Not sure if this is the video you were looking for, but what your describing sounds like a double or triple inverted pendulum.

Example: https://www.youtube.com/watch?v=cyN-CRNrb3E


gahhhhh horrible flashbacks to my controls class..... never did get a single pendulum somewhat stable let alone 3.

/fun and interesting classes but my mind does not work that way.
 
2013-02-07 02:45:26 AM  

emotion_lotion: rufus-t-firefly: Since he used "awesome" twice, subby must really like "awesome."

[24.media.tumblr.com image 500x282]

Holly cow, when was C.K. on fox?


He wasn't.. it's from a scripted interview scene that was in an episode from his tv show.
 
2013-02-07 03:56:24 AM  
My best friend is a perpetual looking for for a wife machine.  But that was covered already in Newton's banned section of thermodynamics.
 
2013-02-07 03:56:24 AM  

Rezurok: People that think the only thing keeping things like this from working are the magnets wearing out really need to get their head checked.

If I were to create a device where an object rolled down a hill, then a mechanism at the end pushed the object back to the top, would you believe that this device would keep running forever?  Of course not, it's obvious that to push the object back to the top the system needs some kind of external force applied, even if we're clever and only have to worry about overcoming frictional losses.

Why, then, are people so inclined to believe that magnetic force behaves any differently from gravitational force?  After all, all this device does is create a "hill" of magnetism.  The rotor is driven by the magnets to a position where it has the lowest amount of potential energy, and then the lifter pushes the bar magnet away ever so slightly while the rotor turns back to the starting position with the highest potential energy.  Do you believe that lift takes less energy than was used to spin the rotor in the first place?  Why?  Are you functionally retarded?

So yeah, obvious hoax is obvious.  I had seen this before and wasn't clear on the how, I assumed a small motor hidden in the side supports.  The air nozzle though, that's brilliant.


I was thinking it was some combination of springs, elastic bands, and counterweights.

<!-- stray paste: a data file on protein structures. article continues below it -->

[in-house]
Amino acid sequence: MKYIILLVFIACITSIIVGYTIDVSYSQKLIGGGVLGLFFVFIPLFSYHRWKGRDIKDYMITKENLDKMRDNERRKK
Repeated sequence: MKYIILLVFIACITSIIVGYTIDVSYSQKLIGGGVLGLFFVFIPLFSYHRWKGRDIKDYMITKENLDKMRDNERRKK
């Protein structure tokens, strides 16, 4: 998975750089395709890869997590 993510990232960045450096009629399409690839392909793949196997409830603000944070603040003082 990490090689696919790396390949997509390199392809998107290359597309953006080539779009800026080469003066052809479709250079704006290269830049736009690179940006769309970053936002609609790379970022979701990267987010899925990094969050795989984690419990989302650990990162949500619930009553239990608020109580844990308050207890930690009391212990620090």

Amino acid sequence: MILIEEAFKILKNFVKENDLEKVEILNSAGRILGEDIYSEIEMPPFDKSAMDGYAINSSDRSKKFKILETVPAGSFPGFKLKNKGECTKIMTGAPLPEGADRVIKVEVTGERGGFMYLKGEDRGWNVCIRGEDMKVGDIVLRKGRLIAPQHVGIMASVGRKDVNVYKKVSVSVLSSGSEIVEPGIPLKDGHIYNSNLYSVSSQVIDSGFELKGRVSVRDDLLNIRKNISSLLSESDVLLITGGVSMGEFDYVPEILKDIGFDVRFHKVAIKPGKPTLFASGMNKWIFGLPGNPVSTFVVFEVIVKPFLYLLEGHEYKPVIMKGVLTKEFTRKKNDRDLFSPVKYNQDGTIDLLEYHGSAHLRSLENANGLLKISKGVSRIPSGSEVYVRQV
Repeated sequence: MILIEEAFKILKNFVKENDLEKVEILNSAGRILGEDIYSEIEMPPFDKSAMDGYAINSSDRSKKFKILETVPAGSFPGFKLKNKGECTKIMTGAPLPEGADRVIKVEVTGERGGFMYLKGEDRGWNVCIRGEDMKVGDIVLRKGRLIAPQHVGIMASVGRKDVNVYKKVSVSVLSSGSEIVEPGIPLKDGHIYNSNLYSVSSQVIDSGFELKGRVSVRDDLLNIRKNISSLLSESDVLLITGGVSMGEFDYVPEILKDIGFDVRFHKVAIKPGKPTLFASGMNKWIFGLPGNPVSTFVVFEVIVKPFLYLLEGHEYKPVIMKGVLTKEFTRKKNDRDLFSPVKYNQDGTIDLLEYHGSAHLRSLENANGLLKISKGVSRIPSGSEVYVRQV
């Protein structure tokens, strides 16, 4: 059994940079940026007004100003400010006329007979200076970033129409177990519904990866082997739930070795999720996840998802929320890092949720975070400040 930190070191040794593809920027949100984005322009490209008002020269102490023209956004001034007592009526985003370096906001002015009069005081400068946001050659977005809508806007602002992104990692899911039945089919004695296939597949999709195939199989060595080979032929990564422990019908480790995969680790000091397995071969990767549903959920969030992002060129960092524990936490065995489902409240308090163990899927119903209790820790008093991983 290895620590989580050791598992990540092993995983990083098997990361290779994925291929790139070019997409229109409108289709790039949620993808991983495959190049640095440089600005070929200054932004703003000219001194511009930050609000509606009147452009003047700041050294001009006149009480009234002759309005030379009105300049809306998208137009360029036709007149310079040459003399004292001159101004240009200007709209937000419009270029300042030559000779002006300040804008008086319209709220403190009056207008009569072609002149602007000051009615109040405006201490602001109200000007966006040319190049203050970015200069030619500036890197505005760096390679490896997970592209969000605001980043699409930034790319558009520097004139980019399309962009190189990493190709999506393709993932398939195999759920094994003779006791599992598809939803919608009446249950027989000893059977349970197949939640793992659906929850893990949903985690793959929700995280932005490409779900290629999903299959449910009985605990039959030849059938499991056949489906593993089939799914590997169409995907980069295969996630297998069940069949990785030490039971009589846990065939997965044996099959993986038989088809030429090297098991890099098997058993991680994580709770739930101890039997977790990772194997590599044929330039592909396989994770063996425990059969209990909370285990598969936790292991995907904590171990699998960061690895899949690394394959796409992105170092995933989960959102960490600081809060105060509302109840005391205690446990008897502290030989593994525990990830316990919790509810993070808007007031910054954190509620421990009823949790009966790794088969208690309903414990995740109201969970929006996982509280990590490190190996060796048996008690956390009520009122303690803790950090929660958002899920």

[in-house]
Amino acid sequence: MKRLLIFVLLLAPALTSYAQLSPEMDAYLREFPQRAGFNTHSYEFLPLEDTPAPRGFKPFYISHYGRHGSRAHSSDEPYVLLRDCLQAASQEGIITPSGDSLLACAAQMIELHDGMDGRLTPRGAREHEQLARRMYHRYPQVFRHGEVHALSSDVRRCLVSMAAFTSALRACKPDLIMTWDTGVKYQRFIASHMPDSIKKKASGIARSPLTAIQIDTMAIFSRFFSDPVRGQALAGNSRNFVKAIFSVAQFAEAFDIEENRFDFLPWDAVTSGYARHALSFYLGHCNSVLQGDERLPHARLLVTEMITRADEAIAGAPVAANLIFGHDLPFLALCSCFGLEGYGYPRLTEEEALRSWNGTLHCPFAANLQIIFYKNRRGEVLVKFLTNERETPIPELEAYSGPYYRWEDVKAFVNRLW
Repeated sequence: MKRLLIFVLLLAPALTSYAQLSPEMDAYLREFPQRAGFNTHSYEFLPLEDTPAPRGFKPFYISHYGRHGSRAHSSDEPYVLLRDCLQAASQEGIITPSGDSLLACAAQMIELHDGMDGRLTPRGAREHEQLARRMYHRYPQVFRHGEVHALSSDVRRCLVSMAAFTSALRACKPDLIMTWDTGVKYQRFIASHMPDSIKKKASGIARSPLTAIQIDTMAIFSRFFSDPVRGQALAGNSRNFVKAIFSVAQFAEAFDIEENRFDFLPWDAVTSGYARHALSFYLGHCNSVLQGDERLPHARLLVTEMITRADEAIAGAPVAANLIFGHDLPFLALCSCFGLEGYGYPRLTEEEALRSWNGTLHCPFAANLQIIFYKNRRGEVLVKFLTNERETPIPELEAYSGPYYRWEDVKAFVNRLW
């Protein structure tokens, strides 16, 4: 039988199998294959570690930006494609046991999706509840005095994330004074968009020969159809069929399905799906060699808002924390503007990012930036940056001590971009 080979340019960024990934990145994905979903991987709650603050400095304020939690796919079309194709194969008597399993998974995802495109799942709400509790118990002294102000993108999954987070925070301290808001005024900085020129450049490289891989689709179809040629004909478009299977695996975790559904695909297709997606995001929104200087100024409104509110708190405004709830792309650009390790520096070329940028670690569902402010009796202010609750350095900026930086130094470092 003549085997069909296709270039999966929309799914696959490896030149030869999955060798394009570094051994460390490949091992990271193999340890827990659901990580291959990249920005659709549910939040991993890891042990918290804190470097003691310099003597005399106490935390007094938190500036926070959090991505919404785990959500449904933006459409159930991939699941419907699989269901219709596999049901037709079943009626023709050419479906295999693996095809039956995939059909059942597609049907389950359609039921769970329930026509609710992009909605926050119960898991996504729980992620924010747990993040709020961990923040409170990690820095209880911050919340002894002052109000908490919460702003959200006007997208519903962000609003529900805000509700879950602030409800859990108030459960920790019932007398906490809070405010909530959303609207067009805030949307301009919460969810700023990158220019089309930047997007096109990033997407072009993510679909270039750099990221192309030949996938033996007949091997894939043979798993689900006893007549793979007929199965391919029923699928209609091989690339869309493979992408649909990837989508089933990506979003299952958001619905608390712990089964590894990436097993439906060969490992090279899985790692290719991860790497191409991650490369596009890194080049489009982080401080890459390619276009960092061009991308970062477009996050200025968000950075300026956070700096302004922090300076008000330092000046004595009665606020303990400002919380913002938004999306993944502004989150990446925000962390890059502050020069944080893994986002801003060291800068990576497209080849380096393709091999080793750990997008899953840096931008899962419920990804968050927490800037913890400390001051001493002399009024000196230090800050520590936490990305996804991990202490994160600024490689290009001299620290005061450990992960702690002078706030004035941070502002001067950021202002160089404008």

2013-02-07 04:15:51 AM  
Anyone guess a woman's mouth yet? My guess is a woman's mouth.

/i0.kym-cdn.com
 
2013-02-07 05:57:53 AM  

nmemkha: A spinning black hole is probably the closest thing to perpetual motion I can think of.


Nope. They evaporate. If you know the mass you can estimate how long it will take as well.
 
2013-02-07 05:58:59 AM  

nmemkha: Anyone guess a woman's mouth yet? My guess is a woman's mouth.

/[i0.kym-cdn.com image 140x130]


You think of women as machines to give blowjobs?
 
2013-02-07 06:01:58 AM  

DrGunsforHands: Rezurok: People that think the only thing keeping things like this from working are the magnets wearing out really need to get their head checked.

If I were to create a device where an object rolled down a hill, then a mechanism at the end pushed the object back to the top, would you believe that this device would keep running forever?  Of course not, it's obvious that to push the object back to the top the system needs some kind of external force applied, even if we're clever and only have to worry about overcoming frictional losses.

Why, then, are people so inclined to believe that magnetic force behaves any differently from gravitational force?  After all, all this device does is create a "hill" of magnetism.  The rotor is driven by the magnets to a position where it has the lowest amount of potential energy, and then the lifter pushes the bar magnet away ever so slightly while the rotor turns back to the starting position with the highest potential energy.  Do you believe that lift takes less energy than was used to spin the rotor in the first place?  Why?  Are you functionally retarded?

So yeah, obvious hoax is obvious.  I had seen this before and wasn't clear on the how, I assumed a small motor hidden in the side supports.  The air nozzle though, that's brilliant.

I was thinking it was some combination of springs, elastic bands, and counterweights.


I was thinking it was something like maxwells demon. (except magnetic)
 
2013-02-07 07:19:04 AM  
Perpetual motion?  This must be the a**hole causing global warming.  Someone tell him to stop dumping infinite amounts of waste heat into the universe.
 
2013-02-07 07:23:08 AM  
www.lghs.net
 
2013-02-07 08:40:39 AM  

dready zim: nmemkha: A spinning black hole is probably the closest thing to perpetual motion I can think of.

Nope. They evaporate. If you know the mass you can estimate how long it will take as well.


Really? Amazing. That is why I said "the closest thing".
 
2013-02-07 08:49:15 AM  
You know how if you put the batteries in a toy car backwards, it drives forward in reverse?
Try putting the batteries in a flashlight backwards.
Instant black hole!
 
2013-02-07 09:42:51 AM